Developments in graphics card technology may be slowing but the nVidia GeForce GTX Titan offers a glimpse of the future. nVidia has taken a high-end workstation chip – the GK110 Tesla – and repackaged it for gamers.
The Asus GeForce GTX Titan has a complex chip, more than twice as many transistors as nVidia’s fastest single-chip consumer card, the GTX 680.
While GTX 680 and 690 reach 3090 and 5621 single-precision Gflops respectively, the Asus GeForce GTX Titan sits in between with 4500 Gflops, or 4.5 Tflops. Even double-precision floating-point operations hit a sizzling 1.3 Tflops.
The problem is that raw ‘Compute’ speed doesn’t automatically convert into startling application performance. The gaming landscape is going to change, but for now, the amazing capabilities of the Titan remain of limited use to Windows gamers.
Besides gamers with deep pockets, the Titan is as likely to appeal to programmers and professionals who’ve hankered after the kind of number crunching that prohibitively expensive workstation chips undertake. A sub-£1000 price makes the Titan look affordable.
Many of the Titan’s specifications are no better than you’d find on the GTX 680 or dual-chip GTX 690. Indeed, some of the Titan’s specifications are quite pedestrian.
Its standard 837MHz core-clock speed, for example, is considerably below the 1006MHz of the typical GTX 680. The memory clock of 1502MHz (6008MHz DDR effective) is also matched by the 680.
The Titan beats the GTX 680 with its 224 texture units and 48 raster operations – the 680 has just 128 and 32 of these respectively. The GTX 690, though, has twice as many, and so touts better figures than the Titan.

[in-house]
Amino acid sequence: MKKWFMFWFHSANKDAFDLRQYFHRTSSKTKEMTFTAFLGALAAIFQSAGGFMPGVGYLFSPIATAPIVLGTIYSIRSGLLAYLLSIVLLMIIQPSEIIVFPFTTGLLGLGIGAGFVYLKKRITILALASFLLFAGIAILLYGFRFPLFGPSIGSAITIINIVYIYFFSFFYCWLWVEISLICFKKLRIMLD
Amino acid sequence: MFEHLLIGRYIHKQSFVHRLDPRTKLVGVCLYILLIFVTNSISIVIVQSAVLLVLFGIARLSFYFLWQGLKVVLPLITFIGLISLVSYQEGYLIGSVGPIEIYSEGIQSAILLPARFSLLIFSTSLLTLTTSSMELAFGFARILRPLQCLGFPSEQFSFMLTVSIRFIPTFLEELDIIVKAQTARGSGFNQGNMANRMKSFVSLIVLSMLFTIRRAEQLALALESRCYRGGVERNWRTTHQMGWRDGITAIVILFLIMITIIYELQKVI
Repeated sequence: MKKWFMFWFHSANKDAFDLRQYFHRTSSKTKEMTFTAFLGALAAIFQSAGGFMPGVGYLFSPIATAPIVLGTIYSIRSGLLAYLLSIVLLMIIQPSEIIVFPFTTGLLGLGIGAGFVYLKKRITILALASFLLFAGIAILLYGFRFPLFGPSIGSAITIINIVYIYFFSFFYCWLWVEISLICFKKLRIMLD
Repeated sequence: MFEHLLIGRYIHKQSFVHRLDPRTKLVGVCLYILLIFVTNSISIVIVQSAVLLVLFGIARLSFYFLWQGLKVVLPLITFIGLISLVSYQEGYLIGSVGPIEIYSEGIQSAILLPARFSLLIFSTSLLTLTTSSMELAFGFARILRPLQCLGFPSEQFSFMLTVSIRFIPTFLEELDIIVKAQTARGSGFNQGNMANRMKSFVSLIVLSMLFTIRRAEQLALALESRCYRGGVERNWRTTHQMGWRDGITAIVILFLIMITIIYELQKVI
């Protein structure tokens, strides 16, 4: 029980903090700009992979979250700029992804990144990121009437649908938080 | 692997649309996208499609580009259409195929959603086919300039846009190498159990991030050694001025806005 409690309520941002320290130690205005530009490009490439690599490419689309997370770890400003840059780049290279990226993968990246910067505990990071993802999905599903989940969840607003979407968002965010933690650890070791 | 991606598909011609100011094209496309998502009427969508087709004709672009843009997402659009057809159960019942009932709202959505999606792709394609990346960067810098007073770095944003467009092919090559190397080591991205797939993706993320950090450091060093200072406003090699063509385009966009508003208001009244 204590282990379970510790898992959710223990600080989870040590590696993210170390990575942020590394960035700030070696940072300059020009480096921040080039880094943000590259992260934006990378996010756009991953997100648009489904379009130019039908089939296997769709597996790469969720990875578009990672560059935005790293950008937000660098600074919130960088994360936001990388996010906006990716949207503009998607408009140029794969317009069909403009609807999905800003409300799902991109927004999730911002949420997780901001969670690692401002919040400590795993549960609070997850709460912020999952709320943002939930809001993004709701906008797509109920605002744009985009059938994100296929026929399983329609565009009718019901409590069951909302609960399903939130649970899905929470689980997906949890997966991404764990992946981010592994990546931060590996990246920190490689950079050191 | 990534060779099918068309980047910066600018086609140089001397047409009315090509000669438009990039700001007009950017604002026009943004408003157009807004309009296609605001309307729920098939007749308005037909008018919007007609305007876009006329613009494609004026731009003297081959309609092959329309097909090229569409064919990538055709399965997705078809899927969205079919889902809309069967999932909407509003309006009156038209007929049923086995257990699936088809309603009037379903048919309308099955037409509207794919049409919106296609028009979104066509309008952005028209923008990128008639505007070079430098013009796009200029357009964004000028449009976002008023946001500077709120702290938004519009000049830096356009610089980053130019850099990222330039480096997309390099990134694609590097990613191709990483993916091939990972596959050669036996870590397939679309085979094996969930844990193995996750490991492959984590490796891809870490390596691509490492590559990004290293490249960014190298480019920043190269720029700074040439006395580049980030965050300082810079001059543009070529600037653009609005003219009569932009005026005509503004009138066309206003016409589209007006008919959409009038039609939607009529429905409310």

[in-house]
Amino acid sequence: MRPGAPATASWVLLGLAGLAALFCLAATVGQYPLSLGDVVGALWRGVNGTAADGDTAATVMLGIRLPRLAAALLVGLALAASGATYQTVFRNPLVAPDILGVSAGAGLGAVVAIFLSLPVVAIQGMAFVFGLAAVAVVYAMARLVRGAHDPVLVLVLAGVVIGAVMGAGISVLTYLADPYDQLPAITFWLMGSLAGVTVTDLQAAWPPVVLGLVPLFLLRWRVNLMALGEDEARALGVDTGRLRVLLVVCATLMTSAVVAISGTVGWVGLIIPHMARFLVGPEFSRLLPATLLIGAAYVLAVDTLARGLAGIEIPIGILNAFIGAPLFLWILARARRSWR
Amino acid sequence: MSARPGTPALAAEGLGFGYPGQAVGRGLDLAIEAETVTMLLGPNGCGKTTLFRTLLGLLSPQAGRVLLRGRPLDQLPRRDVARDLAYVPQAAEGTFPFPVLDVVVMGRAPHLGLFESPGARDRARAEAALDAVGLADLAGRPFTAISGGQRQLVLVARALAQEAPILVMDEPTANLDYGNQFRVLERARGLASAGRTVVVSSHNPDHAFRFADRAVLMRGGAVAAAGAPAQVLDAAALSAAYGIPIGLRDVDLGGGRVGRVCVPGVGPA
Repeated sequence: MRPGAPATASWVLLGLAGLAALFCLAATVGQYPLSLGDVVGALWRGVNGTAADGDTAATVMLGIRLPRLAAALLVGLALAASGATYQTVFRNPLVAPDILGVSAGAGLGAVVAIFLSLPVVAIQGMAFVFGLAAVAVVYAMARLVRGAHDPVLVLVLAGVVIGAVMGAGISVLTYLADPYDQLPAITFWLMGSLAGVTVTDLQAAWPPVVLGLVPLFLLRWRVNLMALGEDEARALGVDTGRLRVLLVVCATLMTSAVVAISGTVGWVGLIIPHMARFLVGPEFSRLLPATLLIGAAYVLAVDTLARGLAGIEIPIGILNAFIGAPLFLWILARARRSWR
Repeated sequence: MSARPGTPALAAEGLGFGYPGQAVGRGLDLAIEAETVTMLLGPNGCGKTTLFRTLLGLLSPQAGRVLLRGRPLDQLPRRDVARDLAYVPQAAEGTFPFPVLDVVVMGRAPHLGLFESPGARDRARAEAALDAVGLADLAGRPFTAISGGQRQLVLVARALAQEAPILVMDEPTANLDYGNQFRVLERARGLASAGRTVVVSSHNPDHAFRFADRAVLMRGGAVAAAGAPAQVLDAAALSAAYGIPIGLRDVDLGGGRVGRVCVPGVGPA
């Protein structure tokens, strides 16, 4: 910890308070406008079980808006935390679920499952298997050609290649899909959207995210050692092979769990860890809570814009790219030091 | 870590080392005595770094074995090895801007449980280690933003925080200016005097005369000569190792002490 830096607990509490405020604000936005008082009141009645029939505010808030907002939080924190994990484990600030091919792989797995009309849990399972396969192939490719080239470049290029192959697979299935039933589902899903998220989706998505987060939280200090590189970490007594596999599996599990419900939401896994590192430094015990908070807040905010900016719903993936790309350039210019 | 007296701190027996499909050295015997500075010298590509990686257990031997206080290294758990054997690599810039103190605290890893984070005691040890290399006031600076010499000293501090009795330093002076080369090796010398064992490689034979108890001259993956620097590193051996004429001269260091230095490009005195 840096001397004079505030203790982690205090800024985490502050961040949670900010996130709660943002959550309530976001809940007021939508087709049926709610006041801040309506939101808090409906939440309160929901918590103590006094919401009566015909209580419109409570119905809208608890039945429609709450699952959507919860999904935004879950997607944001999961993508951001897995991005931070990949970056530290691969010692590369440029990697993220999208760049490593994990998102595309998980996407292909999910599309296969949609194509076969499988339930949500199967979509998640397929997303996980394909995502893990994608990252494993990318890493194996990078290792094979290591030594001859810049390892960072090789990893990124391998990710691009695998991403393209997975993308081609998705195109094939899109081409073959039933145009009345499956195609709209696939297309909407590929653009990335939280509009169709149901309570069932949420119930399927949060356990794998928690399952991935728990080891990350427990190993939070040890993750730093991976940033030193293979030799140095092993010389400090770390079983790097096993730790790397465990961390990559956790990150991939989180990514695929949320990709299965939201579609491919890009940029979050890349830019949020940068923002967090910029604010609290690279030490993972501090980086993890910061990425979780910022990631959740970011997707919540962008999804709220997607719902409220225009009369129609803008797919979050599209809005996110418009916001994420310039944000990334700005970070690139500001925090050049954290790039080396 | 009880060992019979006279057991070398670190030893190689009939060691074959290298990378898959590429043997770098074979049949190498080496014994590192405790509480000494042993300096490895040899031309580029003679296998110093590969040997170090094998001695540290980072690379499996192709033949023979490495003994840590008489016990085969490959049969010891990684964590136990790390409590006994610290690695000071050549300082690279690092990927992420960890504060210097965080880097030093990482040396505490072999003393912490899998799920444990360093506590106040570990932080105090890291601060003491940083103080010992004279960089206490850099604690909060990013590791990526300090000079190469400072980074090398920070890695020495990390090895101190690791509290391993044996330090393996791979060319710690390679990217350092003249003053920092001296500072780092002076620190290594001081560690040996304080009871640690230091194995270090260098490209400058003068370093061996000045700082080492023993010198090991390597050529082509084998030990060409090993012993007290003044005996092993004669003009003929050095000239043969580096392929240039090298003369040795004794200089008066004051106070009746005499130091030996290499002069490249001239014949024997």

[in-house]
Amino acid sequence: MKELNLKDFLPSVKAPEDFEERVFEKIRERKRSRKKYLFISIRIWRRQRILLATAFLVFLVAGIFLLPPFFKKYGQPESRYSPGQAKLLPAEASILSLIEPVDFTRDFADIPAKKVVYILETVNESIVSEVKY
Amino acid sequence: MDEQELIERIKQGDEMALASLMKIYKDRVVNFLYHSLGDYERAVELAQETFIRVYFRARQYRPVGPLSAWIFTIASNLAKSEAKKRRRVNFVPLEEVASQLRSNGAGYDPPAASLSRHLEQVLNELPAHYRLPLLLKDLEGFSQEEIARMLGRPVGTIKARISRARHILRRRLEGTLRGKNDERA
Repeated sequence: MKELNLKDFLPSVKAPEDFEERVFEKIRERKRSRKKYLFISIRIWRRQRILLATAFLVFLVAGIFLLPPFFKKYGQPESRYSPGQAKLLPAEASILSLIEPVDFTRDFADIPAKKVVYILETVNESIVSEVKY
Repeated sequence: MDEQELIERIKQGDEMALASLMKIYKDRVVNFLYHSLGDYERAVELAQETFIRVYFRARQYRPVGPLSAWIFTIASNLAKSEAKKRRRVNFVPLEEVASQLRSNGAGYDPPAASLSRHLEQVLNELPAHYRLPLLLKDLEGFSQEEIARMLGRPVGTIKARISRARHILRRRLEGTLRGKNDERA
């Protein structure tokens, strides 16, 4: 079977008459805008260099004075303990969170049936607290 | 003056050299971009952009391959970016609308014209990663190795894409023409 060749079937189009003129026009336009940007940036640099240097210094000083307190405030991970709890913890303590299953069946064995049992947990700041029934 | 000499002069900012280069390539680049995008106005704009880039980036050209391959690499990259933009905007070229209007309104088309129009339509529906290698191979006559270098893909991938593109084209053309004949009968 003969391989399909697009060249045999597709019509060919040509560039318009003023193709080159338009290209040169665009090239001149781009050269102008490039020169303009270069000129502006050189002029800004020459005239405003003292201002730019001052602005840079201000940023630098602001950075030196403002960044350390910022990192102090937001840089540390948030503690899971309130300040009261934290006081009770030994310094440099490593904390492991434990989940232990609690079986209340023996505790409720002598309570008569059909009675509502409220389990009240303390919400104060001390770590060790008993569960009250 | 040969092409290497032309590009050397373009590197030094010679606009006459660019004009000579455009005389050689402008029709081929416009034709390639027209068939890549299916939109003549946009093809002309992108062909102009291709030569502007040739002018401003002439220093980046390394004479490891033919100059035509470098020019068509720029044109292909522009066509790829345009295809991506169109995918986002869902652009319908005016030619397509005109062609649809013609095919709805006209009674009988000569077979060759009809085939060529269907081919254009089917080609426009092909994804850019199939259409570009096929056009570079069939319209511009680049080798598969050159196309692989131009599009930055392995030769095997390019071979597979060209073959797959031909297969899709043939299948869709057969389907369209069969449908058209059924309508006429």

A similar story is seen in the number of stream processors, where the Titan’s figure of 2688 eclipses the 1536 of the 680, but the GTX 690, with its two sets of 1536 stream processors, is triumphant once more.
And this superiority of specifications for the 690 also plays out in gaming figures.
Asus GeForce GTX Titan: Performance
The Titan may be in a different class to the GTX 680, but in our tests it often fell some way behind the dual-GPU GTX 690, despite the latter costing around £100 less.
The Asus GeForce GTX Titan gets closest to the GTX 690 in Crysis 2, finishing just 0.1fps behind on a 1900 x 1200 display – 75.7fps to the 690’s 75.8fps. The 680 finishes a long way down on 45.6fps.
The Titan falls back on larger 2560 x 1600 displays, finishing on 45.3fps compared to the 690’s 48.1fps.
In Stalker: Call of Pripyat, the Asus GeForce GTX Titan is further off the pace, hitting 121.7 and 91.0fps at the top two resolutions, as opposed to the 690’s 137.3 and 101.6fps.
The 680 is again a long way back, on 86.4 and 62.1fps. The situation is similar on BattleForge, where the Titan’s 99.9 and 68.1fps are some way off the 690’s figures of 113.2 and 82.3fps. Once more, the 680 languishes, on 68.0 and 47.7fps.
The Asus GeForce GTX Titan does fare well on power consumption though. Whilst the 680 and 690 have TDPs of 195W and 300W respectively, the Titan draws a relatively modest 250W.
Given that the Titan has so much power, to be undercutting the 690 by 50W is a solid achievement. In real-world testing, we were seeing around 214-218W, as opposed to the 690’s 261W.
The GTX 680 consumed the least power, although it was only needing around 30W less than the considerably more powerful Titan – which fared very well in noise pollution too, proving quieter than either the 680 or 690.
It’s very pleasing to see oppressive sound levels on graphics cards starting to disappear. The card needs to be connected to a six-pin and an eight-pin connectors, so make sure your PSU is suitably equipped.